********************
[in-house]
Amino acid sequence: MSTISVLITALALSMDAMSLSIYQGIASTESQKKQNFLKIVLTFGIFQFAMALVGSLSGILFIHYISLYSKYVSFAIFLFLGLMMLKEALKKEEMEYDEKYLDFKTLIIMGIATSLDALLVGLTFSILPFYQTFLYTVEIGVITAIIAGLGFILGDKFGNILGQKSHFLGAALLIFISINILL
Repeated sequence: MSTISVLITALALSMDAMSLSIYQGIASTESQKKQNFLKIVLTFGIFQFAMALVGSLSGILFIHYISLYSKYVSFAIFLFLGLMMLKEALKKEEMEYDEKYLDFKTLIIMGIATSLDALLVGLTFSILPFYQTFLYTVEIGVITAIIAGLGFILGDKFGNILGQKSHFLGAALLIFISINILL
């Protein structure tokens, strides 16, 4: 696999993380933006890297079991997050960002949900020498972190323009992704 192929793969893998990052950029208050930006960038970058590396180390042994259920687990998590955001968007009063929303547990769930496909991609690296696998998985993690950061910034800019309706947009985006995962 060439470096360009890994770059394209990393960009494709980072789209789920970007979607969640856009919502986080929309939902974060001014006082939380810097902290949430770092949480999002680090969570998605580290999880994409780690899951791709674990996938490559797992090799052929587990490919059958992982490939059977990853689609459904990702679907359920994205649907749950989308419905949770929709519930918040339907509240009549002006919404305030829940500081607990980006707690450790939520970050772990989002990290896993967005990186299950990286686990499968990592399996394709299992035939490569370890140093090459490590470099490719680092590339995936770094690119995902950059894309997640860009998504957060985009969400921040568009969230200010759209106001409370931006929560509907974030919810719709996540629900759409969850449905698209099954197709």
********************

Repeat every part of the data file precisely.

[in-house]
Amino acid sequence: MSTISVLITALALSMDAMSLSIYQGIASTESQKKQNFLKIVLTFGIFQFAMALVGSLSGILFIHYISLYSKYVSFAIFLFLGLMMLKEALKKEEMEYDEKYLDFKTLIIMGIATSLDALLVGLTFSILPFYQTFLYTVEIGVITAIIAGLGFILGDKFGNILGQKSHFLGAALLIFISINILL
Repeated sequence: MSTISVLITALALSMDAMSLSIYQGIASTESQKKQNFLKIVLTFGIFQFAMALVGSLSGILFIHYISLYSKYVSFAIFLFLGLMMLKEALKKEEMEYDEKYLDFKTLIIMGIATSLDALLVGLTFSILPFYQTFLYTVEIGVITAIIAGLGFILGDKFGNILGQKSHFLGAALLIFISINILL
């Protein structure tokens, strides 16, 4: 696999993380933006890297079991997050960002949900020498972190323009992704 192929793969893998990052950029208050930006960038970058590396180390042994259920687990998590955001968007009063929303547990769930496909991609690296696998998985993690950061910034800019309706947009985006995962 060439470096360009890994770059394209990393960009494709980072789209789920970007979607969640856009919502986080929309939902974060001014006082939380810097902290949430770092949480999002680090969570998605580290999880994409780690899951791709674990996938490559797992090799052929587990490919059958992982490939059977990853689609459904990702679907359920994205649907749950989308419905949770929709519930918040339907509240009549002006919404305030829940500081607990980006707690450790939520970050772990989002990290896993967005990186299950990286686990499968990592399996394709299992035939490569370890140093090459490590470099490719680092590339995936770094690119995902950059894309997640860009998504957060985009969400921040568009969230200010759209106001409370931006929560509907974030919810719709996540629900759409969850449905698209099954197709």